Getting onto the property ladder is an enormous challenge for many young people but first-time buyers are slowly edging back into the Yorkshire market.
Patrick McCutcheon, head of residential at Dacre, Son and Hartley, says: “First timers have been a lot more active since 2014 and this year we have experienced a further step change in demand from this group, especially in the new homes market. We have seen a ten per cent increase in new-build sales compared to the same period last year and the majority of those sales are to first-time buyers.”
He adds: “There is no doubt that financing is easier and there are some very attractive deals about. However, there is still a steady growth in prices, which means that those saving for a deposit are perennially playing catch up. It’s no wonder that the average age of first-time buyers is increasing, although thankfully in Yorkshire we have significantly fewer challenges than in London and the Home Counties.”
Mark Manning, of the Manning Stainton estate agency, says first-time buyer numbers in its branches have remained the same for the last two years. However, they represent a 32 per rise on 2013, when the economy was in the doldrums and borrowing was a struggle.
Like Dacres, the firm has also seen a big rise in demand for new homes, fuelled by the government’s Help to Buy equity loan scheme and better mortgage deals.
“There is still significant interest in apartments and small homes but what is interesting to note is the number of people now jumping straight to a small family-sized home and missing out that first step on the ladder,” says Mark, who adds that the average first-timer buying with Manning Stainton pays £100,000 for a property.
For those who are saving for a deposit, Beverley Johnson, sales executive at Lovell Homes’ Lincoln Gardens development in Doncaster, says that preparation is essential before property hunting.
“When considering whether to buy a home for the first time, many people just think about how they are going to save for their deposit and what kind of home they want to buy. However would-be buyers should be doing everything they can now, well in advance of actually buying, to ensure that they are in an ideal position to secure a mortgage.”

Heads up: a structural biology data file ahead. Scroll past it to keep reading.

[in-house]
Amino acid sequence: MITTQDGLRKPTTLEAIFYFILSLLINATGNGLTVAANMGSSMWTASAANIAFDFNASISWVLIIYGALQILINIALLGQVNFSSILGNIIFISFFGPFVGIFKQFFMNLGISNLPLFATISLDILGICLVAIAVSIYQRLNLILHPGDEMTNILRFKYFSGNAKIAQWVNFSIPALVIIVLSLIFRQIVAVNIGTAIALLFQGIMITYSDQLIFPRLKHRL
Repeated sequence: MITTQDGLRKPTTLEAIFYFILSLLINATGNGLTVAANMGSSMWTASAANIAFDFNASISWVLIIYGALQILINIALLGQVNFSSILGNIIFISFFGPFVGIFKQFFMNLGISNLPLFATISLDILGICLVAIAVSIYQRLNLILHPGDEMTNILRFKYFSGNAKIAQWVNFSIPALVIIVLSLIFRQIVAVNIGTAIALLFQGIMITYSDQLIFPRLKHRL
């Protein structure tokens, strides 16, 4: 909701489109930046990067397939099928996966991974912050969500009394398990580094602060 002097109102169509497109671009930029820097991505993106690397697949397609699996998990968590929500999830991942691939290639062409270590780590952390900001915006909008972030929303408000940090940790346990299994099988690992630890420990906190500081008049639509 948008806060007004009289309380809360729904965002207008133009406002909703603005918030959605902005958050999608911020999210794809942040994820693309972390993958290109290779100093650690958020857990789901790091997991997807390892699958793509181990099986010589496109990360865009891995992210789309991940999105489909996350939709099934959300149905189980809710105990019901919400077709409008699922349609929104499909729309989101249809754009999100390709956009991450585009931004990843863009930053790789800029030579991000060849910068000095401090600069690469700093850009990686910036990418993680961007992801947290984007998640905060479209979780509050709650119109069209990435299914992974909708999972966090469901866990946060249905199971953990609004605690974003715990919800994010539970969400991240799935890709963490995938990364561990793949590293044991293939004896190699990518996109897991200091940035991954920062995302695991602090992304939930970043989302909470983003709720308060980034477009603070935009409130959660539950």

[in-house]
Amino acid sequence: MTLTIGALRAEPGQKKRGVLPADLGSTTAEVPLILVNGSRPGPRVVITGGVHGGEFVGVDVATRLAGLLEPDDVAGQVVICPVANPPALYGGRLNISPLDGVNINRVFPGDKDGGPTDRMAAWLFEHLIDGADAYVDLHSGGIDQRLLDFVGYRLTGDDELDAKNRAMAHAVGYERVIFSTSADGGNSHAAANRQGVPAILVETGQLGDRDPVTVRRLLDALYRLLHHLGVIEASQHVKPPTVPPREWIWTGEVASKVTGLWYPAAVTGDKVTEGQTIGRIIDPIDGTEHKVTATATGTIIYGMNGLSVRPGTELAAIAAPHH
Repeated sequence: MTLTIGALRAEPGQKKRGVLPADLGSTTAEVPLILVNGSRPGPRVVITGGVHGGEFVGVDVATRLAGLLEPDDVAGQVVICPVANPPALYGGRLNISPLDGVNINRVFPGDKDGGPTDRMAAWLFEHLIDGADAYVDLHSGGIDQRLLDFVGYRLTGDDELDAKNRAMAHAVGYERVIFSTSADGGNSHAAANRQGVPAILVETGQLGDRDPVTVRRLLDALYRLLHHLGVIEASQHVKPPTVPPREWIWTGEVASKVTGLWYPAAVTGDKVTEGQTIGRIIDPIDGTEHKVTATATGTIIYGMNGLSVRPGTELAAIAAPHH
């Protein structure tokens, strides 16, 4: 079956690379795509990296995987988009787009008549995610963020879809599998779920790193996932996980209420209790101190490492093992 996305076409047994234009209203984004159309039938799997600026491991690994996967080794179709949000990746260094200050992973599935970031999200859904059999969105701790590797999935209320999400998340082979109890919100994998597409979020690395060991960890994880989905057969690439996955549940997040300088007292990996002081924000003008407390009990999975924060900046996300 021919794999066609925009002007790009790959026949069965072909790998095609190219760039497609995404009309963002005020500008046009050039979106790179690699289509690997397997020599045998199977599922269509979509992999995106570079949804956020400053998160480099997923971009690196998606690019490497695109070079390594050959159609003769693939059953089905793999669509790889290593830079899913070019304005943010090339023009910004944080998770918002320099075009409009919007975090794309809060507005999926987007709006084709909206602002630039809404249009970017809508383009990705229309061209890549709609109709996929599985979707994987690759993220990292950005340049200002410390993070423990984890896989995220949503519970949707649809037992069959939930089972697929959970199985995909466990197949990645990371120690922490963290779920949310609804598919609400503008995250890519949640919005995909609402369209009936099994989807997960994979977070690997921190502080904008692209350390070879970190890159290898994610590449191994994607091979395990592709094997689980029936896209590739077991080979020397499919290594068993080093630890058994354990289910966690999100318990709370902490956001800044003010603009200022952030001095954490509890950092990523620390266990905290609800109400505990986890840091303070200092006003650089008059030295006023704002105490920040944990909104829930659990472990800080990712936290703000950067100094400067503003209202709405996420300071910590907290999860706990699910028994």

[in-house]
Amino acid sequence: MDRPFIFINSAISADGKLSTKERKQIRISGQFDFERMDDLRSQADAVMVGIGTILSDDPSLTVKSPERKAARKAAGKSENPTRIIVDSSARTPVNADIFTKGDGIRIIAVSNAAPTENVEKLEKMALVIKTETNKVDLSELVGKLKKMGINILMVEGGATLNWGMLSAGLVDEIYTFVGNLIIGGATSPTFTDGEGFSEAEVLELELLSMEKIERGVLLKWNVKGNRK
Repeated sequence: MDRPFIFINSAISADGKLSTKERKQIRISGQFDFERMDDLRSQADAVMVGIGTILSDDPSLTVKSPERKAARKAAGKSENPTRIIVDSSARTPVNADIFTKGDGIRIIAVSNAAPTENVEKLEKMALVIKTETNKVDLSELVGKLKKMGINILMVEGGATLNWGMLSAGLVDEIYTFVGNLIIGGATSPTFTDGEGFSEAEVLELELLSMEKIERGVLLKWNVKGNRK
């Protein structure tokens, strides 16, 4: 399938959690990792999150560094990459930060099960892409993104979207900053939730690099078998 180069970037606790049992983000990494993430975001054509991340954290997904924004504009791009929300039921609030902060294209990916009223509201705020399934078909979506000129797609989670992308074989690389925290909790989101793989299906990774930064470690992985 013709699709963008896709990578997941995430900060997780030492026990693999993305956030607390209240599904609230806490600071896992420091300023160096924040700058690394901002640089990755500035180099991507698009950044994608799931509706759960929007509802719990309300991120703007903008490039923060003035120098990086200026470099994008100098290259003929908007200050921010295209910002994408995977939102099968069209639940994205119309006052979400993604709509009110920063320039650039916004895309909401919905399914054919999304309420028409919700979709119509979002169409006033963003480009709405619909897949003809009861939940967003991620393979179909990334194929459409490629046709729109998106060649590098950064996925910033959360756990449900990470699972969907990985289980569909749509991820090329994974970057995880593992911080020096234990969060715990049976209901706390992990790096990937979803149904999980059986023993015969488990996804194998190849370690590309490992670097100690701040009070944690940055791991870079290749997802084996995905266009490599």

Here are some tips from Lovell Homes and from independent financial adviser Pete Brett, of the Mortgage Bureau.
*When applying for a mortgage, it’s important to be as organised as possible prior to applying. Documents which lenders usually ask for include a passport; proof of address (dated in the last three months); last three months’ payslips and bank statements; proof of deposit and latest P60 tax form, which shows income and tax paid from each tax year.
*Lenders will look at your credit file to see what loans and credit cards you have outstanding. It would be helpful to understand what exactly is showing on your credit file and there are free services where you can check this, such as www.noddle.co.uk
*Improving your credit score: Many people think this means carrying a balance on a credit card each month, which is not the case. You must prove that you can handle credit responsibly. If you have a credit limit of £2,000 on a credit card and you spend £150 but pay it all back in full each month, this looks much better than making the minimum payment each month.
*Ensuring you are registered on the electoral roll will increase your credit score. Lenders will use it to help verify who you are.
*Get a decision in principle before you even offer or reserve a property: Ensure you can get a mortgage and also take the time to understand mortgages and interest rates. An independent mortgage adviser can be very helpful.
*Many mortgage lenders require a deposit of at least 10 per cent. Other fees include survey costs, lawyer’s fee and stamp duty if the property is over £125,000
*Lenders will ask for a lot of detail about your outgoings so it’s worth tightening up on your spending the run-up to buying your first home.
*Look at the government’s generaous Help to Buy schemes, www.helptobuy.gov.uk